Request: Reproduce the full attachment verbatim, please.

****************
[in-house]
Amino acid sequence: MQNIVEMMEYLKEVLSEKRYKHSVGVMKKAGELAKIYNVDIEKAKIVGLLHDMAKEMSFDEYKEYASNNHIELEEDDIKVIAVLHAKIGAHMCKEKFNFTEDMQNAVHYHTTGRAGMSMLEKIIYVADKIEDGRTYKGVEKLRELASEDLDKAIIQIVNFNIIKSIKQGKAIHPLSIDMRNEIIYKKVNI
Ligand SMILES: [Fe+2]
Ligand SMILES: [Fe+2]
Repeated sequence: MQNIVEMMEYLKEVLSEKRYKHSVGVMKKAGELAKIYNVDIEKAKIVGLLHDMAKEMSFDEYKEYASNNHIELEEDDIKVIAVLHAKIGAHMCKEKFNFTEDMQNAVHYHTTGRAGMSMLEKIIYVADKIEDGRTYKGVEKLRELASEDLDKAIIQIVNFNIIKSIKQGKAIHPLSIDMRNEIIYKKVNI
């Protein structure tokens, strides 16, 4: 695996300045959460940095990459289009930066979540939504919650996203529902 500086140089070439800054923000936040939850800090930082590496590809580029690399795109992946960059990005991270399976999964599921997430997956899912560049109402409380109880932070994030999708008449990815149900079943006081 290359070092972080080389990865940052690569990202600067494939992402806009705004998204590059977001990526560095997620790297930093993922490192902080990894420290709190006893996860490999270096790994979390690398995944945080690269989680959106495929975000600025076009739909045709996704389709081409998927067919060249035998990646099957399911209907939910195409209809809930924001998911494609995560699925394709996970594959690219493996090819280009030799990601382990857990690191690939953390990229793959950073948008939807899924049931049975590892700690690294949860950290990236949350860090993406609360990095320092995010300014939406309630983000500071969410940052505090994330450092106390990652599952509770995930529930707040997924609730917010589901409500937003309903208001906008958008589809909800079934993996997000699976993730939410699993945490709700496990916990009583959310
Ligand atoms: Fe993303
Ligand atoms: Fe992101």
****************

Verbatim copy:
[in-house]
Amino acid sequence: MQNIVEMMEYLKEVLSEKRYKHSVGVMKKAGELAKIYNVDIEKAKIVGLLHDMAKEMSFDEYKEYASNNHIELEEDDIKVIAVLHAKIGAHMCKEKFNFTEDMQNAVHYHTTGRAGMSMLEKIIYVADKIEDGRTYKGVEKLRELASEDLDKAIIQIVNFNIIKSIKQGKAIHPLSIDMRNEIIYKKVNI
Ligand SMILES: [Fe+2]
Ligand SMILES: [Fe+2]
Repeated sequence: MQNIVEMMEYLKEVLSEKRYKHSVGVMKKAGELAKIYNVDIEKAKIVGLLHDMAKEMSFDEYKEYASNNHIELEEDDIKVIAVLHAKIGAHMCKEKFNFTEDMQNAVHYHTTGRAGMSMLEKIIYVADKIEDGRTYKGVEKLRELASEDLDKAIIQIVNFNIIKSIKQGKAIHPLSIDMRNEIIYKKVNI
């Protein structure tokens, strides 16, 4: 695996300045959460940095990459289009930066979540939504919650996203529902 500086140089070439800054923000936040939850800090930082590496590809580029690399795109992946960059990005991270399976999964599921997430997956899912560049109402409380109880932070994030999708008449990815149900079943006081 290359070092972080080389990865940052690569990202600067494939992402806009705004998204590059977001990526560095997620790297930093993922490192902080990894420290709190006893996860490999270096790994979390690398995944945080690269989680959106495929975000600025076009739909045709996704389709081409998927067919060249035998990646099957399911209907939910195409209809809930924001998911494609995560699925394709996970594959690219493996090819280009030799990601382990857990690191690939953390990229793959950073948008939807899924049931049975590892700690690294949860950290990236949350860090993406609360990095320092995010300014939406309630983000500071969410940052505090994330450092106390990652599952509770995930529930707040997924609730917010589901409500937003309903208001906008958008589809909800079934993996997000699976993730939410699993945490709700496990916990009583959310
Ligand atoms: Fe993303
Ligand atoms: Fe992101």